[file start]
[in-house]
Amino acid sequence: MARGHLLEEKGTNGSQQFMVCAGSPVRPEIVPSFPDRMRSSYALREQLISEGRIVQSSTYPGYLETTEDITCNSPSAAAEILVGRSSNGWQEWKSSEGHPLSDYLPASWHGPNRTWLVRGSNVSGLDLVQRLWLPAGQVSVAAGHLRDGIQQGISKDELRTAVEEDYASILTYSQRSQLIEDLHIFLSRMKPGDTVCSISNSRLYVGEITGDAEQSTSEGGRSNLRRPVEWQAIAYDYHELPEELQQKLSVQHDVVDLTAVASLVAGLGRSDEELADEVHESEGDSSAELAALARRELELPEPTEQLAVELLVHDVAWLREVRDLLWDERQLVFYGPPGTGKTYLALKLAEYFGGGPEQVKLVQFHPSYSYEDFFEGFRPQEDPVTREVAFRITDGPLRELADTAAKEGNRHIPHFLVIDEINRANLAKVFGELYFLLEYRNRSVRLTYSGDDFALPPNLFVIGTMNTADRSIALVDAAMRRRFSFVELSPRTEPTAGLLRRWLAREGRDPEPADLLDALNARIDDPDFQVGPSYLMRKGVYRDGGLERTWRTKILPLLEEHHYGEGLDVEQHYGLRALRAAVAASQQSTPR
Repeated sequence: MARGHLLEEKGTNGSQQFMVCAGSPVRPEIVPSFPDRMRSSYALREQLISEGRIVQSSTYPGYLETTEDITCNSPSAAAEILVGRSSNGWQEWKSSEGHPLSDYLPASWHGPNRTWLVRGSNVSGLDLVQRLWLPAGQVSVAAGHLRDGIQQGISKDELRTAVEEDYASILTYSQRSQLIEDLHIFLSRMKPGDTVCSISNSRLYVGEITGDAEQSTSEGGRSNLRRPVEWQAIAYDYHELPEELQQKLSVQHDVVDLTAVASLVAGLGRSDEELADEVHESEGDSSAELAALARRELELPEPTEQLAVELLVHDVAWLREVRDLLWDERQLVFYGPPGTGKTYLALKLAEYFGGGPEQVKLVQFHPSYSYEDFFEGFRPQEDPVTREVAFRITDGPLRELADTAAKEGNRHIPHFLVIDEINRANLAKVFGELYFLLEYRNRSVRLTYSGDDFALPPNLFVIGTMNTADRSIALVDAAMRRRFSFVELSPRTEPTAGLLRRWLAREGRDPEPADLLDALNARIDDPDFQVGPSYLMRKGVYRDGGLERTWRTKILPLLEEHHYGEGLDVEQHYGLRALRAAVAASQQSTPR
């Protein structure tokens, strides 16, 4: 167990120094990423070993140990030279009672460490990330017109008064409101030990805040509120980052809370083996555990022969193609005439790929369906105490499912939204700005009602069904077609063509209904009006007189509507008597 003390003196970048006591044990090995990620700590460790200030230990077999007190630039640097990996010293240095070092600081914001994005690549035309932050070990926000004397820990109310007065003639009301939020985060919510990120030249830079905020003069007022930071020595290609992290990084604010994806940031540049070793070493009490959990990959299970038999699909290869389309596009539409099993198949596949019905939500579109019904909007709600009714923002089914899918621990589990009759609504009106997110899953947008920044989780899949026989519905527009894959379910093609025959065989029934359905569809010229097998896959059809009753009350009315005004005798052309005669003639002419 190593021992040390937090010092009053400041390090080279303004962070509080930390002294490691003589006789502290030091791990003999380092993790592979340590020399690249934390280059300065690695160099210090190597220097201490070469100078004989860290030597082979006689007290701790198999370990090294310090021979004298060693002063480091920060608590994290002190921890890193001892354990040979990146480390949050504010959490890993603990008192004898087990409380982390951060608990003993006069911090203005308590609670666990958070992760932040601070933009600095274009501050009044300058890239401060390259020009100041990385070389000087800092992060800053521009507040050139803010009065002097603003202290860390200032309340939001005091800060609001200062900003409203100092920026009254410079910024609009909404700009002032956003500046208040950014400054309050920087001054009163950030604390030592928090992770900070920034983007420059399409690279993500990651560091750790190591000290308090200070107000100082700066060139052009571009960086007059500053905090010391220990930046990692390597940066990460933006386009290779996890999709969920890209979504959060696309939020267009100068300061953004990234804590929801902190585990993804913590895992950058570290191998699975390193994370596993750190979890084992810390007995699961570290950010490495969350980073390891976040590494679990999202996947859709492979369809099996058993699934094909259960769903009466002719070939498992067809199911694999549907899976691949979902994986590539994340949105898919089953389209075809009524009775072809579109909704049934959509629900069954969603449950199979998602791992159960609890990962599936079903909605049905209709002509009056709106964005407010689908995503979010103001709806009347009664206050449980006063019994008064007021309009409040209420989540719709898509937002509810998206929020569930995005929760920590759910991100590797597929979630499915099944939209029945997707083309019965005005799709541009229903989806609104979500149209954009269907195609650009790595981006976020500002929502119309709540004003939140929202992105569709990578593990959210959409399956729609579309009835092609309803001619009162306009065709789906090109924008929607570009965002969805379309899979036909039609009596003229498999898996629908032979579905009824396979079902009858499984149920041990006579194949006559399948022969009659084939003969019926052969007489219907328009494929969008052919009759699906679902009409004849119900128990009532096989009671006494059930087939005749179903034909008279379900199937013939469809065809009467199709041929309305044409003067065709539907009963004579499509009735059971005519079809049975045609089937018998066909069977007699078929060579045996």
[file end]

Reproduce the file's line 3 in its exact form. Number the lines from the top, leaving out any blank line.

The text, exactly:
Repeated sequence: MARGHLLEEKGTNGSQQFMVCAGSPVRPEIVPSFPDRMRSSYALREQLISEGRIVQSSTYPGYLETTEDITCNSPSAAAEILVGRSSNGWQEWKSSEGHPLSDYLPASWHGPNRTWLVRGSNVSGLDLVQRLWLPAGQVSVAAGHLRDGIQQGISKDELRTAVEEDYASILTYSQRSQLIEDLHIFLSRMKPGDTVCSISNSRLYVGEITGDAEQSTSEGGRSNLRRPVEWQAIAYDYHELPEELQQKLSVQHDVVDLTAVASLVAGLGRSDEELADEVHESEGDSSAELAALARRELELPEPTEQLAVELLVHDVAWLREVRDLLWDERQLVFYGPPGTGKTYLALKLAEYFGGGPEQVKLVQFHPSYSYEDFFEGFRPQEDPVTREVAFRITDGPLRELADTAAKEGNRHIPHFLVIDEINRANLAKVFGELYFLLEYRNRSVRLTYSGDDFALPPNLFVIGTMNTADRSIALVDAAMRRRFSFVELSPRTEPTAGLLRRWLAREGRDPEPADLLDALNARIDDPDFQVGPSYLMRKGVYRDGGLERTWRTKILPLLEEHHYGEGLDVEQHYGLRALRAAVAASQQSTPR